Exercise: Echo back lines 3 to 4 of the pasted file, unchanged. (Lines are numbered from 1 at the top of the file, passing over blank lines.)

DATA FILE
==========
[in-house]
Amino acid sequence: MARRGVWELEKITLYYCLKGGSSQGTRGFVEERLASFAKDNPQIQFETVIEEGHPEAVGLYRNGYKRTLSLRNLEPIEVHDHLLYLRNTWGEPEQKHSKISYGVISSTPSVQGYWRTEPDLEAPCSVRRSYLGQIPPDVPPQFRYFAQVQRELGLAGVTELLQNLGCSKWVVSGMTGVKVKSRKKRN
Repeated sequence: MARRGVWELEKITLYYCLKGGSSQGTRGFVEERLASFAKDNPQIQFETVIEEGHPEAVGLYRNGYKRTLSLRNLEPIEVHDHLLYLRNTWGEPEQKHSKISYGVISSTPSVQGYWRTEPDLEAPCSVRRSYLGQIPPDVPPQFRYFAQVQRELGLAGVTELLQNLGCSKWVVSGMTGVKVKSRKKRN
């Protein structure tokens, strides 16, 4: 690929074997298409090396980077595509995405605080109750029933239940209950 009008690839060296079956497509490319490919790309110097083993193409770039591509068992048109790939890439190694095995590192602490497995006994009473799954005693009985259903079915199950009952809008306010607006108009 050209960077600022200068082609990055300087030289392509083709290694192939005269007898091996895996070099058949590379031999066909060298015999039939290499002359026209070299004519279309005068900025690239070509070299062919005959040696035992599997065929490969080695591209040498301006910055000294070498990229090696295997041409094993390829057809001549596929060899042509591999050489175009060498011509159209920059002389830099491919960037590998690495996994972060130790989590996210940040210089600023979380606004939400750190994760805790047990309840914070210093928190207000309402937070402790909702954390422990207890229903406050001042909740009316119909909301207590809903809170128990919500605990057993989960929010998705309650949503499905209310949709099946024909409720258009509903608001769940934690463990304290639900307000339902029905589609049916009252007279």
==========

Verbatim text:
Repeated sequence: MARRGVWELEKITLYYCLKGGSSQGTRGFVEERLASFAKDNPQIQFETVIEEGHPEAVGLYRNGYKRTLSLRNLEPIEVHDHLLYLRNTWGEPEQKHSKISYGVISSTPSVQGYWRTEPDLEAPCSVRRSYLGQIPPDVPPQFRYFAQVQRELGLAGVTELLQNLGCSKWVVSGMTGVKVKSRKKRN
């Protein structure tokens, strides 16, 4: 690929074997298409090396980077595509995405605080109750029933239940209950 009008690839060296079956497509490319490919790309110097083993193409770039591509068992048109790939890439190694095995590192602490497995006994009473799954005693009985259903079915199950009952809008306010607006108009 050209960077600022200068082609990055300087030289392509083709290694192939005269007898091996895996070099058949590379031999066909060298015999039939290499002359026209070299004519279309005068900025690239070509070299062919005959040696035992599997065929490969080695591209040498301006910055000294070498990229090696295997041409094993390829057809001549596929060899042509591999050489175009060498011509159209920059002389830099491919960037590998690495996994972060130790989590996210940040210089600023979380606004939400750190994760805790047990309840914070210093928190207000309402937070402790909702954390422990207890229903406050001042909740009316119909909301207590809903809170128990919500605990057993989960929010998705309650949503499905209310949709099946024909409720258009509903608001769940934690463990304290639900307000339902029905589609049916009252007279």